This past August, a heat wave across Texas led to record levels of electricity demand in the state, along with record-setting power prices. The worst of it came on August 13, when power prices reached the market price cap of $9,000 per megawatt-hour (MWh), roughly three hundred times higher than average. At the same time, the Electric Reliability Council of Texas (ERCOT), the state’s electricity grid operator, issued an Energy Emergency Alert and asked customers to reduce their power demand in order to avoid outages.
Texas’s flirtation with power outages did not need to happen. It was prompted by an increased reliance on wind generation, the retirement of reliable coal-fired generators, and market rules that incentivize the switch from coal to wind by ignoring generator reliability.
Since the end of 2014, ERCOT wind generation has almost doubled, increasing its share of total electricity generation from 12% in 2015 to 21% for the first eight months of 2019. At the same time, more than 5.6 gigawatts (GW) of coal-fired generating capacity have retired, while natural gas generation has remained relatively constant over the same period.
ERCOT’s peak electricity demand is usually reached during the summer months when air conditioning is at its highest. However, high temperatures also coincide with periods of low wind. Between 2016 and 2019, ERCOT’s electricity demand peaked in July and August. During peak demand hours for the same months, wind utilization rates were at their lowest all year, averaging 28.3% and 24.8%, respectively. Conversely, coal-fired power plants operated at utilization rates well above 90% on average in both July and August during peak demand hours, showcasing their ability to provide electricity predictably when it is needed most.
In particular, during the record ERCOT load of August 15 when wind generation was most needed, it was least available. During the peak demand period on that day (7am to 11pm), wind turbine output was only 41% of its average generation the rest of the year. This shortfall amounted to 4,500 MW on average, a gap that could have been covered by recently retired coal units.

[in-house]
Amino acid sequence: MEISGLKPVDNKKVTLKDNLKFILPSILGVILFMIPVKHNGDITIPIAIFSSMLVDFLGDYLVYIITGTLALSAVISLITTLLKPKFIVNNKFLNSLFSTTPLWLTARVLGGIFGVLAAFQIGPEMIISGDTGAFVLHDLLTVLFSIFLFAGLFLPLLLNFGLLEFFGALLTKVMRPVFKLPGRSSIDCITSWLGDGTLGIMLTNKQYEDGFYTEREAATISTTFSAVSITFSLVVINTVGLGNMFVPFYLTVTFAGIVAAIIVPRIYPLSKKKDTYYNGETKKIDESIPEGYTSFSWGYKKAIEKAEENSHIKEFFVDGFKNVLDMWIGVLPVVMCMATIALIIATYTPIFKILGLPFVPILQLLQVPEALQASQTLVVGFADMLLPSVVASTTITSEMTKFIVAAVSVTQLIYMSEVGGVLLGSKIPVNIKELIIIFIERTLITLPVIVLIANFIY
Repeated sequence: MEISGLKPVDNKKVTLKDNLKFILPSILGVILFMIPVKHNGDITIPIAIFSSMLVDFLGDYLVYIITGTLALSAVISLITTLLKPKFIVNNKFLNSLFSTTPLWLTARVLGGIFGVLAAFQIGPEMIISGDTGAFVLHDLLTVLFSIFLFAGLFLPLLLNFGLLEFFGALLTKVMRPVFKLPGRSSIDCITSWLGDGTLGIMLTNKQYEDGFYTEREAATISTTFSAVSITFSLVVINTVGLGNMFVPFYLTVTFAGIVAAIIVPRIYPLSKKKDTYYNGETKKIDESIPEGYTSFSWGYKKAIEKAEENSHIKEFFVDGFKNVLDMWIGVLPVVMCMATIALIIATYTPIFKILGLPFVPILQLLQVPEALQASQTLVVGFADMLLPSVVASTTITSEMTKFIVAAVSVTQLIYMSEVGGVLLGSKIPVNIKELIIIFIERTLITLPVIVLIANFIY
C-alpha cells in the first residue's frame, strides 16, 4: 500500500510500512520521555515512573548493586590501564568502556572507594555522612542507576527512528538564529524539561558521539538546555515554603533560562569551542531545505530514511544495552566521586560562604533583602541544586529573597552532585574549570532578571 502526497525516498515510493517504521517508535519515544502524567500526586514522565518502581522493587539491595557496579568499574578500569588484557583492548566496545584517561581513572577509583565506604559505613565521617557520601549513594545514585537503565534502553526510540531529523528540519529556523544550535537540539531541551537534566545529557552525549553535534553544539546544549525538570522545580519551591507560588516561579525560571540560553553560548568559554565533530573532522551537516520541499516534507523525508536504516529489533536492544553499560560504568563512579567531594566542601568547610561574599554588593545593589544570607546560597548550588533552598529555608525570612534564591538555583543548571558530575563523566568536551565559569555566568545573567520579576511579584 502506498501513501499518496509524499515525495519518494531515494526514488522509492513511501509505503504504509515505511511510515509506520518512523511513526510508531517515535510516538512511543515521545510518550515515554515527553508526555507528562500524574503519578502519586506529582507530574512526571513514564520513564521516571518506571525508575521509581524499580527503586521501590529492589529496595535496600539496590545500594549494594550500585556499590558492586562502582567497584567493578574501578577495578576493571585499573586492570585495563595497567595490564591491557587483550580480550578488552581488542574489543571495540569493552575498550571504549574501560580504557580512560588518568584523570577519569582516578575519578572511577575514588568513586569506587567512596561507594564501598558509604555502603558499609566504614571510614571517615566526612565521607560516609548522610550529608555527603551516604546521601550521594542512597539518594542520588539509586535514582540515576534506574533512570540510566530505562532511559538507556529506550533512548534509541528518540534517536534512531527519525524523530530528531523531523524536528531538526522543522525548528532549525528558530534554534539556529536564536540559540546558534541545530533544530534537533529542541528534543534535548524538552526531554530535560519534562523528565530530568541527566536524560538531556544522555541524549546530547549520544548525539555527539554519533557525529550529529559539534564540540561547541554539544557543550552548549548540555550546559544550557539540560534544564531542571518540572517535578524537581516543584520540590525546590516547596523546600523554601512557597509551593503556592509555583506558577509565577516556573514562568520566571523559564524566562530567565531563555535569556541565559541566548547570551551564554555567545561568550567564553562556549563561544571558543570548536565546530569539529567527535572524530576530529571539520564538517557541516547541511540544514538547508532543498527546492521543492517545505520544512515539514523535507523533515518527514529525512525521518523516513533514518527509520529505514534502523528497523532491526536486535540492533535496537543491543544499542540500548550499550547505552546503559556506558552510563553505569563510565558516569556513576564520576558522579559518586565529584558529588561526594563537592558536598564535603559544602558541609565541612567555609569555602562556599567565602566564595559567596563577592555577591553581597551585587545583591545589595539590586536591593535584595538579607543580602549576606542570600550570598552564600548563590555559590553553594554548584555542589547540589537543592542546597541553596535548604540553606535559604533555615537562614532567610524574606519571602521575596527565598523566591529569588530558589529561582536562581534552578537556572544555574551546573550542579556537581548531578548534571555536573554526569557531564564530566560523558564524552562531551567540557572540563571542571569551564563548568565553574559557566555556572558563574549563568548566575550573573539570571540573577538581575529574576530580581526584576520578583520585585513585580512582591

If the market needed these coal units, why did they retire? The answer is in the design of the market. The ERCOT market is “energy-only,” meaning the only significant source of revenue for power plants is the market price of electricity. The recent influx of tax-subsidized wind capacity has artificially suppressed these market prices to the point where many generators have been unable to earn enough revenue to continue operation. At the same time, the uncertain output of these very same wind generators demonstrates the critical importance to ERCOT of reliable backup generation—backup generation that instead was retired.
As a result of the 5.6 GW of coal retirements over the last two years, ERCOT’s summer season reserve margin – the operating “buffer” between electricity demand and available generating capacity – has dropped significantly, from 12.2% in 2017, to just 5.4% in 2019. This is far below the minimum target reserve margin of 13.75% established by the ERCOT Board of Directors.”
Other power markets, such as PJM, ISO New England, and New York ISO maintain “capacity markets,” which offer payments to generators for being online regardless of how often they are called on to generate electricity. Such a payment is a way to avoid the reliability risks of the ERCOT market, and ensure sufficient supply exists if it is ever needed to meet power demand. Each region with a capacity market currently has generating capacity that meets or exceeds its target reserve margin.
What the events of the week of August 12, 2019 have ultimately shown is that fossil fuel-fired generating capacity – including coal – is essential to operating a reliable electric grid during periods of peak electricity demand, when wind generation is at its low-point. However, without the proper financial incentives, more dispatchable fossil generation will exit the market, resulting in rising electric power prices, greater price volatility, and increased risk to the reliability of the electricity grid.